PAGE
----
Last night I saw Toy Story 3. It was a wonderful movie. I laughed; I cried; I was entertained.
The movie has a rather sentimental touch to it. Andy has grown up and is preparing to leave for college. The end of the movie impacted me deeply. It was about growing up and moving on. It showed the value and significance of childhood as a whole. As Andy struggled to let go of his toys, as a viewer I struggled with my own attachments to childhood - a time when life was very different from now.
I cannot say that my childhood was carefree. Even as a child I was burdened with worries (it's just part of my personality). However, childhood was a time of freedom. Not only were my days filled with time to freely play and enjoy the beauty of life, but also my heart was filled with the freedom to love joyfully, fully, and unashamedly. I could appreciate the simple things. I rejoiced in the goodness of the world around me. I played, learned, and grew with an innocence that made my approach to life then differ from my approach now.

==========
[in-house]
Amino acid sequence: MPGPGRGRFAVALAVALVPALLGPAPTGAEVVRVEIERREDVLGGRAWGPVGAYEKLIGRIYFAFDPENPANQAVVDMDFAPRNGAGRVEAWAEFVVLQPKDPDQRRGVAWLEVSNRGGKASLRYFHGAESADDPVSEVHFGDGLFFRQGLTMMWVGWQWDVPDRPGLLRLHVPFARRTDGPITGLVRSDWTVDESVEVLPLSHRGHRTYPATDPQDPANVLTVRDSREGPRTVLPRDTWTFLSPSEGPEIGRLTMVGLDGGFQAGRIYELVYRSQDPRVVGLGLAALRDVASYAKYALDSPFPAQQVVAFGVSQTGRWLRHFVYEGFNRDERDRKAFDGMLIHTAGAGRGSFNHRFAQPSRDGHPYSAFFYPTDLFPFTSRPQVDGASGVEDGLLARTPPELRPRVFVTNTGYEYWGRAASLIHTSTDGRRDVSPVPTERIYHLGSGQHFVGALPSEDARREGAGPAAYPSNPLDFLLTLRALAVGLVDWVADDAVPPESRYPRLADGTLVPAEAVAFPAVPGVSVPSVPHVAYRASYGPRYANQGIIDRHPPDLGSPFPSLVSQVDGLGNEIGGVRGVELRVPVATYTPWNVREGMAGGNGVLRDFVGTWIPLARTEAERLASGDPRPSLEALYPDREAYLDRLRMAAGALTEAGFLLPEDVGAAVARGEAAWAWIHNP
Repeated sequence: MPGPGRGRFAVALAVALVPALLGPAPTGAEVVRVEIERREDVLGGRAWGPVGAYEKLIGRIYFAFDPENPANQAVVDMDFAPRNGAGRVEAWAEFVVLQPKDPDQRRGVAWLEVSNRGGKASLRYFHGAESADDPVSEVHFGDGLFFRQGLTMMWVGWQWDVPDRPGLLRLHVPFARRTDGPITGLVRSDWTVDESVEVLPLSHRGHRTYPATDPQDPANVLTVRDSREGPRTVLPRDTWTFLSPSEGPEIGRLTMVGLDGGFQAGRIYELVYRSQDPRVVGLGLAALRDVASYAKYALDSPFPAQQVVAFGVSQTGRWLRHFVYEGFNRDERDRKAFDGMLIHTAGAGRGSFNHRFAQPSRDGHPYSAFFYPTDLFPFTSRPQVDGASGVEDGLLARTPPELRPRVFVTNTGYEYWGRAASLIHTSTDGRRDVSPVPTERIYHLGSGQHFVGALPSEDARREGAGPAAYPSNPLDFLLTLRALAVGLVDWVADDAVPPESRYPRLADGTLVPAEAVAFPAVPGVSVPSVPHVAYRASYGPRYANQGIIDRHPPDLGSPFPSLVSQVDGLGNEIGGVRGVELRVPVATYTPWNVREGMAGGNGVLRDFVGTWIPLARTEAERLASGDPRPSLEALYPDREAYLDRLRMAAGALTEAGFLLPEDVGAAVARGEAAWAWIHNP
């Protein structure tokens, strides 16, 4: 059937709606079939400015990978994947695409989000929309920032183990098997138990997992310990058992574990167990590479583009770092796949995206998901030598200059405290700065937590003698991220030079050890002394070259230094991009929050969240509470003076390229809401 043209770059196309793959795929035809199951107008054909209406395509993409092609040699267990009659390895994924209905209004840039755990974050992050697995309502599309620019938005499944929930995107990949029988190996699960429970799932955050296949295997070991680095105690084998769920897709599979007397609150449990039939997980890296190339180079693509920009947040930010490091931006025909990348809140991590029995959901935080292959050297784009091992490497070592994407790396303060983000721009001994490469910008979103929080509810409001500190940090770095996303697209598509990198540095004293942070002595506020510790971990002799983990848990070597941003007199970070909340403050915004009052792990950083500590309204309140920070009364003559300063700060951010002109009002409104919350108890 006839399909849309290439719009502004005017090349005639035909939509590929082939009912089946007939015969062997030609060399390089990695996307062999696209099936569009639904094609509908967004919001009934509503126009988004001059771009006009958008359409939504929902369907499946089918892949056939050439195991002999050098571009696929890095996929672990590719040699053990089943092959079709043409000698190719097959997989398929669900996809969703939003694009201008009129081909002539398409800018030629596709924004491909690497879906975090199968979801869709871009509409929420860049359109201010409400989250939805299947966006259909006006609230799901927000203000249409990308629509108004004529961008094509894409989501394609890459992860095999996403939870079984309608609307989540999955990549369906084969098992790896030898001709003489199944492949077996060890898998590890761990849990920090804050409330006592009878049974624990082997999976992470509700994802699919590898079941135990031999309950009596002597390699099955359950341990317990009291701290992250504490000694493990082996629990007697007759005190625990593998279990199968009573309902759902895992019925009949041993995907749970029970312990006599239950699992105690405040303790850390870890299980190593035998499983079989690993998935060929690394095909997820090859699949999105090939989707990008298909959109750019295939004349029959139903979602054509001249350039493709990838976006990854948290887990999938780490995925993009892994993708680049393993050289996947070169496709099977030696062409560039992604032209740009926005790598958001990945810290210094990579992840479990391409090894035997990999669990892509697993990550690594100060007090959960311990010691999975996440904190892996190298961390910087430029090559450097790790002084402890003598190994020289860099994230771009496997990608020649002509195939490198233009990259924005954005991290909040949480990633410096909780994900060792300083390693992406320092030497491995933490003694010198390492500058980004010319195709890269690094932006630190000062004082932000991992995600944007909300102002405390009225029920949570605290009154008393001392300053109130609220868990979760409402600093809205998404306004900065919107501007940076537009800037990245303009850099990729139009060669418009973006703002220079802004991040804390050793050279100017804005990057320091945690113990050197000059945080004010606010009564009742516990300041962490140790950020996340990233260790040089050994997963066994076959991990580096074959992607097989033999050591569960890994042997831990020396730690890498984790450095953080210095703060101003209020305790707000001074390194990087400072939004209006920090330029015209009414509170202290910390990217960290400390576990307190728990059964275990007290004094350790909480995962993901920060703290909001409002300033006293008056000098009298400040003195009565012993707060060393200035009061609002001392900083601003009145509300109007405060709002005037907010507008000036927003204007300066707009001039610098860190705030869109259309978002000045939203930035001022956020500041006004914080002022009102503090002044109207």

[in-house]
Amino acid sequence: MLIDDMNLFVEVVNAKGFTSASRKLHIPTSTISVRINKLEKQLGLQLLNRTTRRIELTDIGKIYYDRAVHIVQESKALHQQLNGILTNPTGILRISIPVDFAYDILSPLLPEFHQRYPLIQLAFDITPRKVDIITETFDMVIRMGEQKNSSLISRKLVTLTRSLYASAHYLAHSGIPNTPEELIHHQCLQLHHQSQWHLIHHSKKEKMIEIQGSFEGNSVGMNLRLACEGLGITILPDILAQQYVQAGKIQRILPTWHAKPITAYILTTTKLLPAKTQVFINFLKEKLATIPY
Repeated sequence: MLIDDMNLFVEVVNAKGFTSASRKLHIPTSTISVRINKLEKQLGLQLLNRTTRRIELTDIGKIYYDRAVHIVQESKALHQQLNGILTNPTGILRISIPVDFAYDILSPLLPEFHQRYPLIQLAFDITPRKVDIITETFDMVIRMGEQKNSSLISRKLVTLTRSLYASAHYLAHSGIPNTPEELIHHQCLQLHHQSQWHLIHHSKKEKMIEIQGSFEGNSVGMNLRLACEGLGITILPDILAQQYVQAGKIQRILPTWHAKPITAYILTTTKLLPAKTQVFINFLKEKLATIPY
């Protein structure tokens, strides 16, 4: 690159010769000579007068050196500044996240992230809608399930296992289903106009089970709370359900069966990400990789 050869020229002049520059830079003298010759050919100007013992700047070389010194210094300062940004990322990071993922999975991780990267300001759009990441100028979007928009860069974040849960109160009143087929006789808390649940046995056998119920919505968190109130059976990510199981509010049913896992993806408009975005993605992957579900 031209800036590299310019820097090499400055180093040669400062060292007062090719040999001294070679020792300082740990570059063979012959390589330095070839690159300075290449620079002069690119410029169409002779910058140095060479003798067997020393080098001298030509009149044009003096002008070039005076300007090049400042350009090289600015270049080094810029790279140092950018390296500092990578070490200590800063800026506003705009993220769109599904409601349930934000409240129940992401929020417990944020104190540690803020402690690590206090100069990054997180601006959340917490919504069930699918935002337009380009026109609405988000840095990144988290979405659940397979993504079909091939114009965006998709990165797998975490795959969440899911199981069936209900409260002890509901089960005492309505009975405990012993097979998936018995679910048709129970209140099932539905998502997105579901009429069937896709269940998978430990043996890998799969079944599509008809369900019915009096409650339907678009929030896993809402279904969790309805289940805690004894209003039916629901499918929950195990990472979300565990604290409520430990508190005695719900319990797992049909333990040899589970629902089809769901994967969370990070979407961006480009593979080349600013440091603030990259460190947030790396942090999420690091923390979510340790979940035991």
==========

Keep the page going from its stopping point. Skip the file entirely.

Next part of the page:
At the end of Toy Story 3, Andy passes on the secret of childhood itself. He helps another to more fully embrace its simplicity and grandness. He rediscovered in himself (and helped us discover, too) the joy and the freedom to live and to love that childhood is blessed to understand.
P.S. There is a great lesson to be learned from the toys themselves. They struggle to know their real purpose, to love unselfishly, and to sacrifice everything for each other and, together, for Andy. They see that their purpose is to be there for a child, whenever that child needs them. They recognize that their existence is not for themselves; they have a greater purpose. Though they do not live that perfectly, they strive for it constantly. The cling to each other to defend it. And in the end, they are rewarded for it.